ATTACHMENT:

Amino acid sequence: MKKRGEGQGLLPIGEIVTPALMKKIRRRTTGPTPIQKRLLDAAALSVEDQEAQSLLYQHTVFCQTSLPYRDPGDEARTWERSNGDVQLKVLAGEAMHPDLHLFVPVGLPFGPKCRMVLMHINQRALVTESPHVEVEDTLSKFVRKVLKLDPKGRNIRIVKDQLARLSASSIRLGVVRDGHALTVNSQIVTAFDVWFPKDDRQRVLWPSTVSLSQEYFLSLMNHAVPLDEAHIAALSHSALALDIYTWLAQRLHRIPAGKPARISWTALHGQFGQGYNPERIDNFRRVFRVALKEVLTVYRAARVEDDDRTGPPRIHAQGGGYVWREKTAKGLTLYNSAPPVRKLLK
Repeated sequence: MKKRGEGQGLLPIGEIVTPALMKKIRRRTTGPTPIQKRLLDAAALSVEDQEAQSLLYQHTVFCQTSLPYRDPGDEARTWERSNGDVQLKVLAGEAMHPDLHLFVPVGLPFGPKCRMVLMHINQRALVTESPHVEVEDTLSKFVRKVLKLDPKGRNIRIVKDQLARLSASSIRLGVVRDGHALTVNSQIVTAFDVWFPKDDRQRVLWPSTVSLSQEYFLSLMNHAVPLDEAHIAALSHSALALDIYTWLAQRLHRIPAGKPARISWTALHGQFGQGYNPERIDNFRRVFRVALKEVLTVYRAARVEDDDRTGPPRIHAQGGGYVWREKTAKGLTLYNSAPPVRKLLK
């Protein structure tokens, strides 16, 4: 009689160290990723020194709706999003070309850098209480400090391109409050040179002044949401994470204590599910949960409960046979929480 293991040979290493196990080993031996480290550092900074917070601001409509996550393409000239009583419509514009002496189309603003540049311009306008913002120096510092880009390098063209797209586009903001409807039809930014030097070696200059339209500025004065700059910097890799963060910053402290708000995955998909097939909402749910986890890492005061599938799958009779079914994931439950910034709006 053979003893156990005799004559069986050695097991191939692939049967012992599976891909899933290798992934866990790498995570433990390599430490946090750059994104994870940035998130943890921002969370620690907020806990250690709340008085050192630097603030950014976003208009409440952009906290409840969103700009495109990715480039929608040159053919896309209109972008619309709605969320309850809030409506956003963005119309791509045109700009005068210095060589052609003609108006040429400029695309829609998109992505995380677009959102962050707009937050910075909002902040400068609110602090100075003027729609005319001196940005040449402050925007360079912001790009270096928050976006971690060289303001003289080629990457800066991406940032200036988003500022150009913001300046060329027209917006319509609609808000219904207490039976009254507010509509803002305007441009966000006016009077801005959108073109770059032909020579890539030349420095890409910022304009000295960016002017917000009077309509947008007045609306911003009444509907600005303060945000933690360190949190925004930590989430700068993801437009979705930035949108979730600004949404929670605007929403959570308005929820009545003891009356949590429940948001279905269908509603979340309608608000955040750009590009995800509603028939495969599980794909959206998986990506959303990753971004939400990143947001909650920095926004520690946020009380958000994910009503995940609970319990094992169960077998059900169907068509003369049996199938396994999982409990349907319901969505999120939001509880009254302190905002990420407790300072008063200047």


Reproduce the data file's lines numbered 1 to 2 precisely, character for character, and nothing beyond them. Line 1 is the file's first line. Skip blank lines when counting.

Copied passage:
Amino acid sequence: MKKRGEGQGLLPIGEIVTPALMKKIRRRTTGPTPIQKRLLDAAALSVEDQEAQSLLYQHTVFCQTSLPYRDPGDEARTWERSNGDVQLKVLAGEAMHPDLHLFVPVGLPFGPKCRMVLMHINQRALVTESPHVEVEDTLSKFVRKVLKLDPKGRNIRIVKDQLARLSASSIRLGVVRDGHALTVNSQIVTAFDVWFPKDDRQRVLWPSTVSLSQEYFLSLMNHAVPLDEAHIAALSHSALALDIYTWLAQRLHRIPAGKPARISWTALHGQFGQGYNPERIDNFRRVFRVALKEVLTVYRAARVEDDDRTGPPRIHAQGGGYVWREKTAKGLTLYNSAPPVRKLLK
Repeated sequence: MKKRGEGQGLLPIGEIVTPALMKKIRRRTTGPTPIQKRLLDAAALSVEDQEAQSLLYQHTVFCQTSLPYRDPGDEARTWERSNGDVQLKVLAGEAMHPDLHLFVPVGLPFGPKCRMVLMHINQRALVTESPHVEVEDTLSKFVRKVLKLDPKGRNIRIVKDQLARLSASSIRLGVVRDGHALTVNSQIVTAFDVWFPKDDRQRVLWPSTVSLSQEYFLSLMNHAVPLDEAHIAALSHSALALDIYTWLAQRLHRIPAGKPARISWTALHGQFGQGYNPERIDNFRRVFRVALKEVLTVYRAARVEDDDRTGPPRIHAQGGGYVWREKTAKGLTLYNSAPPVRKLLK